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Is Your Merchant Account Holding Funds? Here’s Why That Happens and What You Can Do

A merchant account hold, or funds hold, is when a payment processor holds all processed funds in security instead of depositing that money into your account. There are a few reasons the processor might do this, but it can be a huge hassle for merchants and one they often aren’t aware could occur until it’s already happened. Keep reading for some of the most common reasons this happens and how you can avoid a merchant account holding funds.


5 Common Reasons for a Merchant Account Hold

While the funds in your account still belong to you, a processor might store them separately as a precaution, especially if a transaction or business presents any red flags that it might be fraudulent or result in chargebacks. But what counts as a red flag depends on which processor you use. Here are a few of the most common reasons for a funds hold:


      • The processor needs more documentation or information from you. Temporary holds can happen if the processor notices that you haven’t provided all the documentation it needs to verify your bank account, your business, or other important details. 

      • A transaction resulted in a chargeback. Chargebacks—when a cardholder’s bank reverses a charge disputed by their customer—are as troublesome for your processor as they are for you. While a single chargeback might not get your account frozen, some processors are more sensitive to these than others. 

      • Your business is scaling quickly. If you averaged $500 in revenue per day your first month of operation but a couple of months later, you’re raking in $10,000 per day, your processor might flag the increased activity as suspicious—even if it’s just a result of smart marketing or sales tactics on your part. 

      • You have a new account receiving large transactions. For businesses that are already up and running but just recently decided to partner with a third-party payment processor, you might start generating large transaction volumes from day one. Some processors see this is a red flag that the business is not legitimate.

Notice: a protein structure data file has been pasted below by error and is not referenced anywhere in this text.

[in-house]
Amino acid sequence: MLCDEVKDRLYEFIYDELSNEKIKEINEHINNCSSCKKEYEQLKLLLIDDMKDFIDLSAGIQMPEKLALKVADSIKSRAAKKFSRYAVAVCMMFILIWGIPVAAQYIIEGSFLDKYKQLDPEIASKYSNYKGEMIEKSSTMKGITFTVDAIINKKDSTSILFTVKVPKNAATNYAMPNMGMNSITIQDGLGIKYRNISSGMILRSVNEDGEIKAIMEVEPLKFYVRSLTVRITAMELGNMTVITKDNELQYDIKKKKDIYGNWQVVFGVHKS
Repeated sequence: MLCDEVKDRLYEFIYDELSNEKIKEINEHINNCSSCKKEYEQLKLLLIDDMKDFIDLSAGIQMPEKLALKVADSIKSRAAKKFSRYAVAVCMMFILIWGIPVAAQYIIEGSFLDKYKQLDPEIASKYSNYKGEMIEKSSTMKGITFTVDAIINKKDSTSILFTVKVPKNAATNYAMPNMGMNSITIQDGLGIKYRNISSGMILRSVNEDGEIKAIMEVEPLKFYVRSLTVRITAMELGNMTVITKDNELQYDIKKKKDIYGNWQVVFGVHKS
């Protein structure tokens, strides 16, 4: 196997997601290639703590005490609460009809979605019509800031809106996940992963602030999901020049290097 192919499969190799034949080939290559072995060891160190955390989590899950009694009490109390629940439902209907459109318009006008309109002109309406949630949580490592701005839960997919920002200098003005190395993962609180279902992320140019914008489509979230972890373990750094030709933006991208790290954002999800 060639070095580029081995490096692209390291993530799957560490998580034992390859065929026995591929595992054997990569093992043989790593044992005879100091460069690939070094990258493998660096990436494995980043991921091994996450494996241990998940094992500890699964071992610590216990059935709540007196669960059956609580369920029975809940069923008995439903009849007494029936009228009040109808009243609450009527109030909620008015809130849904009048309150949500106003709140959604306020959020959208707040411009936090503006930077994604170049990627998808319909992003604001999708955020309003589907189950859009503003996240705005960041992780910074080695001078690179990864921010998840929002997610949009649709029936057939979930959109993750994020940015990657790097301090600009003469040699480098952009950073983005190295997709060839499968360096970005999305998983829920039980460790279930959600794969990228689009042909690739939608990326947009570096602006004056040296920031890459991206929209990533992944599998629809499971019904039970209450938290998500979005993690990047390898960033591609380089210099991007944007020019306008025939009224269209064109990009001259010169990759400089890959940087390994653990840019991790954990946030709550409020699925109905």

• You started selling new items or services. When you opened your account, you had to explain what kind of business you had and what the processor could expect you to sell. If you’re expanding your business, especially into a new category, the processor might see this as suspicious. That’s true even if the new category still fits with your overall brand, like a beauty and wellness brand that initially sold only skincare products choosing to add wellness supplements to their shop. 

      • Your business is in a “high-risk” industry. Certain industries, like cannabis, gambling, and dropshipping, are categorized as high-risk by many payment processors. While some still offer services to high risk businesses, others won’t. What can be even more annoying for merchants is that platforms like Square or Stripe will let you create an account relatively easily but then put it on hold later when the fraud prevention team determines that your business type is restricted. 


    What makes all of this even trickier is that rules are often unpredictable. Square and Stripe, for example, both use an algorithmic method for identifying merchant accounts to place on hold. The exact risk factors, such as what the threshold is for categorizing a transaction as unusually large, are not publicly available. Meanwhile, the review process once the hold is placed can take months.


    How to Avoid a Merchant Account Holding Funds

    While you can’t completely eliminate the risk of a hold because many processor state in their user agreements that they can freeze your account at any time for any reason, there are some things you can do to make them less likely. These are the three most effective strategies for lowering your risk of a hold: